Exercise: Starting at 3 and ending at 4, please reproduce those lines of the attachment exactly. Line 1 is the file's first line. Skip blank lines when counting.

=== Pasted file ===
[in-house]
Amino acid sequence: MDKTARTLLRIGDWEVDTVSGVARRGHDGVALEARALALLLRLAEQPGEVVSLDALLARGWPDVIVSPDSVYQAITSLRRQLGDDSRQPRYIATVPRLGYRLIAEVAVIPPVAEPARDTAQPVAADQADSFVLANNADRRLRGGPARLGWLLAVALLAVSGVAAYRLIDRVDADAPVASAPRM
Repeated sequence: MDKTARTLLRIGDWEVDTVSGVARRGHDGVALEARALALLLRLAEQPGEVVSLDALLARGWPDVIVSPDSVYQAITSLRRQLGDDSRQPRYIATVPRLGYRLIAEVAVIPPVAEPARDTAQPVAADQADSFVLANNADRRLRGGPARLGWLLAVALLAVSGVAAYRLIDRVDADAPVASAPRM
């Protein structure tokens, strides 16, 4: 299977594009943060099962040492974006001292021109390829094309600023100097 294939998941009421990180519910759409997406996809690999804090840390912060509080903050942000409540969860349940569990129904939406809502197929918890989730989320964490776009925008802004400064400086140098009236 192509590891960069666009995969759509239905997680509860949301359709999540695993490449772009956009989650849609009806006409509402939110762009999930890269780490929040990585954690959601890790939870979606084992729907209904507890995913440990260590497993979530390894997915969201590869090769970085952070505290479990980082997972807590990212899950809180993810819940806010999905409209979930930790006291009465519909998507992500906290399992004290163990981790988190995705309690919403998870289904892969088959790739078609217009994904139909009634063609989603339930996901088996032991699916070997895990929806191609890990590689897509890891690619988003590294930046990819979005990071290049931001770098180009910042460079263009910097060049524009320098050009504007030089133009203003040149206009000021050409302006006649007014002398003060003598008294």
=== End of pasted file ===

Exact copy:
Repeated sequence: MDKTARTLLRIGDWEVDTVSGVARRGHDGVALEARALALLLRLAEQPGEVVSLDALLARGWPDVIVSPDSVYQAITSLRRQLGDDSRQPRYIATVPRLGYRLIAEVAVIPPVAEPARDTAQPVAADQADSFVLANNADRRLRGGPARLGWLLAVALLAVSGVAAYRLIDRVDADAPVASAPRM
């Protein structure tokens, strides 16, 4: 299977594009943060099962040492974006001292021109390829094309600023100097 294939998941009421990180519910759409997406996809690999804090840390912060509080903050942000409540969860349940569990129904939406809502197929918890989730989320964490776009925008802004400064400086140098009236 192509590891960069666009995969759509239905997680509860949301359709999540695993490449772009956009989650849609009806006409509402939110762009999930890269780490929040990585954690959601890790939870979606084992729907209904507890995913440990260590497993979530390894997915969201590869090769970085952070505290479990980082997972807590990212899950809180993810819940806010999905409209979930930790006291009465519909998507992500906290399992004290163990981790988190995705309690919403998870289904892969088959790739078609217009994904139909009634063609989603339930996901088996032991699916070997895990929806191609890990590689897509890891690619988003590294930046990819979005990071290049931001770098180009910042460079263009910097060049524009320098050009504007030089133009203003040149206009000021050409302006006649007014002398003060003598008294």